Kendrick Lamar Is Selfish On Damn: Album Review

kendrick lamar damn album cover

TDE is now home to one of the greatest rappers of his generation.

DAMN is Kendrick Lamar’s fourth  album, and with this  album he shows no signs of slowing his momentum to be crowned the greatest rapper alive. Kendrick has always been known for his storytelling abilities which is what made good kid m.a.a.d city such a captivating listen. On DAMN Kendrick has managed to improve this skill, his story telling ability on this album is such that hours after its release fans believed this album was just part one of  a story that would be concluded with a second release. But Kendrick storytelling is at its best on DUCKWORTH. when he  tells a winding story about Anthony from Compton and Ducky from Chicago, whose paths cross first over KFC biscuits, and again, 20 years later, when Ducky’s son records a song about the encounter for Anthony’s record label.

Damn is change of direction from the widely critically acclaimed To Pimp A Butterfly, thematically and sonically. If you have listened to TPAB, the first thing you will notice is the production is more hard-hitting and long gone is the jazz/hip-hop fusion.  On the second track DNA. we get a trap influenced beat with explosive raps from Kendrick, the production in this track is a bouncing Mike Will Made It 808 beat loaded with bass which never lets up unless Kendrick dictates it to. The production on this album has been mainly done by Top Dawg Entertainment’s in-house production team with appearances from Cali sample genius Alchemist on the Wu-Tang homage “FEAR.,” the internet’s teen guitar prodigy Steve Lacy on “LOVE.,” and North Carolina indie-rap legend 9th Wonder on “DUCKWORTH.” If their involvement doesn’t underscore a renewed commitment to beats and rhymes, the DJ drops from ’80s DJ and mixtape maestro Kid Capri ought to.

On DAMN we see Kendrick channelling his faith but it is not the uplifting  faith that you expect from Chance the Rapper, it’s the faith of someone who has given everything to the world, fought his hardest but still believes he has lost. This feeling is prevalent on FEEL. where Kendrick raps “I feel like it aint no tomorrow, fuck the world, The world is endin’,  I’m done pretendin”. You get the sense that Kendrick feels that he opened some people’s eyes with TPAB , but that victory was short-lived and America and the world is back to square one. Whilst TPAB was Kendrick being a voice for those who face injustices, on DAMN Kendrick is selfish. Every track name is capitalised with a full stop, there is no discussion. Kendrick has said what he wants, you can decide whether or not to agree with him. The only narrative that matters is his own, but can we blame him? When he speaks for other people regardless of his intentions he sometime receives backlash. With TPAB Fox reporter Geraldo Rivera described Kendrick’s music as “wrong message” for the youth and Kendrick responded on the track YAH. rapping “Fox News wanna use my name for percentage/My latest muse is my niece, she worth livin’/See me on the TV and scream ‘That’s Uncle Kendrick!’/Yeah, that’s the business/Somebody tell Geraldo this n**** got some ambition.” Recently, many feminist accused him of body shaming women who had plastic surgery done because of the video and lyrics to the song HUMBLE.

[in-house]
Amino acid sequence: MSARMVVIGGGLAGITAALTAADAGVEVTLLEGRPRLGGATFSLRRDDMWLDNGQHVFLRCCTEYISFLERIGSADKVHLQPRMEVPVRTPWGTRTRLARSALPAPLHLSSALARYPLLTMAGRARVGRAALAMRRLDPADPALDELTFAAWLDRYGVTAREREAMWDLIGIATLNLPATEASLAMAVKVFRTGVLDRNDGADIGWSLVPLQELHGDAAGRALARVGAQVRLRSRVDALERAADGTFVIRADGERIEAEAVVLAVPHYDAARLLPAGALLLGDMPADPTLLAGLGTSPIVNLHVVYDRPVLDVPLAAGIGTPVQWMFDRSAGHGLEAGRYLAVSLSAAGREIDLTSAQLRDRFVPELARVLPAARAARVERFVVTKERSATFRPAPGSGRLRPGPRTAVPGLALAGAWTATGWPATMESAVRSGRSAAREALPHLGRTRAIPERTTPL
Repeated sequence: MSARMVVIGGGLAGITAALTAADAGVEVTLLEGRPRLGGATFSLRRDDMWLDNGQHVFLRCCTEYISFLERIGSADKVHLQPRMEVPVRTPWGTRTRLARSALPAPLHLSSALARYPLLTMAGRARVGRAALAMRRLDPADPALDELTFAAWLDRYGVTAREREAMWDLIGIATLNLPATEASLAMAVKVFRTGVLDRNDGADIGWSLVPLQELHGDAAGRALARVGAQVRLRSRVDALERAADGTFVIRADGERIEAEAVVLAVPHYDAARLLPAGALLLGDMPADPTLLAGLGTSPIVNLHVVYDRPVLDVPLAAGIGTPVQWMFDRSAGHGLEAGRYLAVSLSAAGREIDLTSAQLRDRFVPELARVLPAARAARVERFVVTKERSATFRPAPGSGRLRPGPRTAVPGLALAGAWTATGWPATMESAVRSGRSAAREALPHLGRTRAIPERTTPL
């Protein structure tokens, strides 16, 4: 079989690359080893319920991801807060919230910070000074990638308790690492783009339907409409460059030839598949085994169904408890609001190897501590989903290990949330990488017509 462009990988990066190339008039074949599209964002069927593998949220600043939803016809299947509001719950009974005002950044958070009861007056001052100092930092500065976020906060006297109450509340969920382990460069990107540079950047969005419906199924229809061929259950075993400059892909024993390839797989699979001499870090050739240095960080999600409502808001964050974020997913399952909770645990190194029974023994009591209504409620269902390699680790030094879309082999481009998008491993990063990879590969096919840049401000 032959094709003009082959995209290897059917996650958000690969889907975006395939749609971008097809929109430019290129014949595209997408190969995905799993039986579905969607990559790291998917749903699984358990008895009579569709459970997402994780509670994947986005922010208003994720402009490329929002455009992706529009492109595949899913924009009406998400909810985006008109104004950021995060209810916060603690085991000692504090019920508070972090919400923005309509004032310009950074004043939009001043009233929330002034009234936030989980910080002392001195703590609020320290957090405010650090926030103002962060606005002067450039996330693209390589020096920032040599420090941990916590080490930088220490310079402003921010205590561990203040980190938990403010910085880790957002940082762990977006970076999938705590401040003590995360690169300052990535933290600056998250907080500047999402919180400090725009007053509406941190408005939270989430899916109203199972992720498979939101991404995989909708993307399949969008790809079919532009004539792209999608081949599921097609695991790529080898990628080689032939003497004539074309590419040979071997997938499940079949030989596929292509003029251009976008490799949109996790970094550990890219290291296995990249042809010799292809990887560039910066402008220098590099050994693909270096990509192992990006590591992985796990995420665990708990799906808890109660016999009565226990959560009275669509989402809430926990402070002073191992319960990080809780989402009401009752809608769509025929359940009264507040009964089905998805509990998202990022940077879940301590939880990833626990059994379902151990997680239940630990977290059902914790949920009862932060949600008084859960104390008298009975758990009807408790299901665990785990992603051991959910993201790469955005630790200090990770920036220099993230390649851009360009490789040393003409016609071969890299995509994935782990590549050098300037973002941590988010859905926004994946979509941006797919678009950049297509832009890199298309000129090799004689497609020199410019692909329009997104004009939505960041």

On this album Kendrick is divided, in certain instances he finds himself with two options, on LUST. he embodies the stereotypical rapper and their monotonous routine of fame and wealth which often involves lust of all forms. In the second verse he delves into the lust people in his position have: room full of clothes, bags full of money: call it loose change, fumbled my jewellery,100k, I lost a new chain. Kendrick tells us all his vices, and in the following track LOVE. is complete juxtaposition, with Kendrick  musing on the woman in his life; presumably his fiancé Whitney Alford, whom he has been in a relationship with since his high school days. This ballad is made even more captivating by  Jacarai  whose disembodied, angelic vocals give us a look into Kendrick’s frailness in the face of love, despite all the women his celebrity status can get him. 

When you listen to DUCKWORTH., you get a sense that the album was made around this story of his father and TDE owner Top Dawg. The gunshot at the end seems to loop us back to the start of the album with BLOOD. This album then, has been written from the point of view of the Kendrick that would be alive had Top Dawg shot his father, had the trigger been pulled Kendrick  would probably a gang member and from the title we guess he would  be a ‘BLOOD’. Instead of being a conscious rapper he would embody the stereotypical rapper he speaks about on LUST. Therefore, on DAMN  Kendrick knits us all these narratives but at the end of it, he is just thankful things turned out the way they did, and we the fans are also glad they did, because TDE is now home to one of the greatest rappers of his generation.



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